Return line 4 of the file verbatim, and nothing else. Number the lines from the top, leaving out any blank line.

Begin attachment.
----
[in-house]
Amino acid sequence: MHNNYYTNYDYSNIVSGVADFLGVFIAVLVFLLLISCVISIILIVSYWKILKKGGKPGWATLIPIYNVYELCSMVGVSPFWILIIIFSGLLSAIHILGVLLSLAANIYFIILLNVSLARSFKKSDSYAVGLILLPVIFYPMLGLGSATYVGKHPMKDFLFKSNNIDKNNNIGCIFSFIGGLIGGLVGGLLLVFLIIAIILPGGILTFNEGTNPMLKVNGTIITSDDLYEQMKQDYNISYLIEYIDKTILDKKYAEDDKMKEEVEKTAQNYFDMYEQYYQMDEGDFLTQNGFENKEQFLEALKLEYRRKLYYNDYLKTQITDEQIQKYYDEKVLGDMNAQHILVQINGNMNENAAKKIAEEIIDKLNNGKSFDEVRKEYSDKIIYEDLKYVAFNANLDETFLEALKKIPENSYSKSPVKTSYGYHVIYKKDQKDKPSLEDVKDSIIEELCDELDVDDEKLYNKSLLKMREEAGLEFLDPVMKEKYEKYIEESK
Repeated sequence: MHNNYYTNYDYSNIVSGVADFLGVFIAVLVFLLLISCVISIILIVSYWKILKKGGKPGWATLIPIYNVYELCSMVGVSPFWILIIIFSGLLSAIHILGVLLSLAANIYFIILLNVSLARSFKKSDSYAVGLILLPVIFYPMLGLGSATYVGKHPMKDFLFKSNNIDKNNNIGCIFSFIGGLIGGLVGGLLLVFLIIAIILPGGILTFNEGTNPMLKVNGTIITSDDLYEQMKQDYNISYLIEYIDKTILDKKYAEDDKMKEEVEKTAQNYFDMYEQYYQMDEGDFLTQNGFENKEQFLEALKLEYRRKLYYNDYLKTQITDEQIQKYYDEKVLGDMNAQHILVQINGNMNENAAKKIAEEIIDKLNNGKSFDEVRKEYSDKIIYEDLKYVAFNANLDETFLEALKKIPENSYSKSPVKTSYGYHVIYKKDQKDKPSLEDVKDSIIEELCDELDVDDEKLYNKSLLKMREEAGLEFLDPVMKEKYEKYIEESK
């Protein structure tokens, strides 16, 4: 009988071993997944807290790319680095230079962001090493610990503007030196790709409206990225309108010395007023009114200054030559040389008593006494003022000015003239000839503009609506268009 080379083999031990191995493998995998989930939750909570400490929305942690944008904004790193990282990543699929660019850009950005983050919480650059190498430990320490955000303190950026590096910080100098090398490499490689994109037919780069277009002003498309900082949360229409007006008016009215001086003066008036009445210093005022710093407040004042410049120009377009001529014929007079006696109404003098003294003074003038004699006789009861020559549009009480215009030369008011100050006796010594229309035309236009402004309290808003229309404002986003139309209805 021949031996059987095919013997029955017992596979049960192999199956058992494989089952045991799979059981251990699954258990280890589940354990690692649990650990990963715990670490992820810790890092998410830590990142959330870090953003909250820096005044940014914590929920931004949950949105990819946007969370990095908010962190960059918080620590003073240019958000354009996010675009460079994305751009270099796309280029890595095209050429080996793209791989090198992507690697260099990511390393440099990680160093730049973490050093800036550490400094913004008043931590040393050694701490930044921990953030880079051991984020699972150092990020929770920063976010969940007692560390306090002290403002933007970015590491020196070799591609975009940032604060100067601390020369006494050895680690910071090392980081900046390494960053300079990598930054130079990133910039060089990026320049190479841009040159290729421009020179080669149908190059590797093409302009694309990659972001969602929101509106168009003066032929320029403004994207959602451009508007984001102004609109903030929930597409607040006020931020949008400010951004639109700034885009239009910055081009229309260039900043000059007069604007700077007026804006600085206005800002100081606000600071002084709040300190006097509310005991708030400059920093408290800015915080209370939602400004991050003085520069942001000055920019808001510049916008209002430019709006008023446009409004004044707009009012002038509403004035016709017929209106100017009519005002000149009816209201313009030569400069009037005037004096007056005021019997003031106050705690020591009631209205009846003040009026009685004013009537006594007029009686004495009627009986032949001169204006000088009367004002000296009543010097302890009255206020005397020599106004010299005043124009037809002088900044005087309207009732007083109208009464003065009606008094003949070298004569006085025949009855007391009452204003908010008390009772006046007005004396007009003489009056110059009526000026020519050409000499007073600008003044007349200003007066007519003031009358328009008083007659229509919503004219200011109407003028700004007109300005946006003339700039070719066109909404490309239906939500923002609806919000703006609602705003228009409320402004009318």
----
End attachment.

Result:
């Protein structure tokens, strides 16, 4: 009988071993997944807290790319680095230079962001090493610990503007030196790709409206990225309108010395007023009114200054030559040389008593006494003022000015003239000839503009609506268009 080379083999031990191995493998995998989930939750909570400490929305942690944008904004790193990282990543699929660019850009950005983050919480650059190498430990320490955000303190950026590096910080100098090398490499490689994109037919780069277009002003498309900082949360229409007006008016009215001086003066008036009445210093005022710093407040004042410049120009377009001529014929007079006696109404003098003294003074003038004699006789009861020559549009009480215009030369008011100050006796010594229309035309236009402004309290808003229309404002986003139309209805 021949031996059987095919013997029955017992596979049960192999199956058992494989089952045991799979059981251990699954258990280890589940354990690692649990650990990963715990670490992820810790890092998410830590990142959330870090953003909250820096005044940014914590929920931004949950949105990819946007969370990095908010962190960059918080620590003073240019958000354009996010675009460079994305751009270099796309280029890595095209050429080996793209791989090198992507690697260099990511390393440099990680160093730049973490050093800036550490400094913004008043931590040393050694701490930044921990953030880079051991984020699972150092990020929770920063976010969940007692560390306090002290403002933007970015590491020196070799591609975009940032604060100067601390020369006494050895680690910071090392980081900046390494960053300079990598930054130079990133910039060089990026320049190479841009040159290729421009020179080669149908190059590797093409302009694309990659972001969602929101509106168009003066032929320029403004994207959602451009508007984001102004609109903030929930597409607040006020931020949008400010951004639109700034885009239009910055081009229309260039900043000059007069604007700077007026804006600085206005800002100081606000600071002084709040300190006097509310005991708030400059920093408290800015915080209370939602400004991050003085520069942001000055920019808001510049916008209002430019709006008023446009409004004044707009009012002038509403004035016709017929209106100017009519005002000149009816209201313009030569400069009037005037004096007056005021019997003031106050705690020591009631209205009846003040009026009685004013009537006594007029009686004495009627009986032949001169204006000088009367004002000296009543010097302890009255206020005397020599106004010299005043124009037809002088900044005087309207009732007083109208009464003065009606008094003949070298004569006085025949009855007391009452204003908010008390009772006046007005004396007009003489009056110059009526000026020519050409000499007073600008003044007349200003007066007519003031009358328009008083007659229509919503004219200011109407003028700004007109300005946006003339700039070719066109909404490309239906939500923002609806919000703006609602705003228009409320402004009318």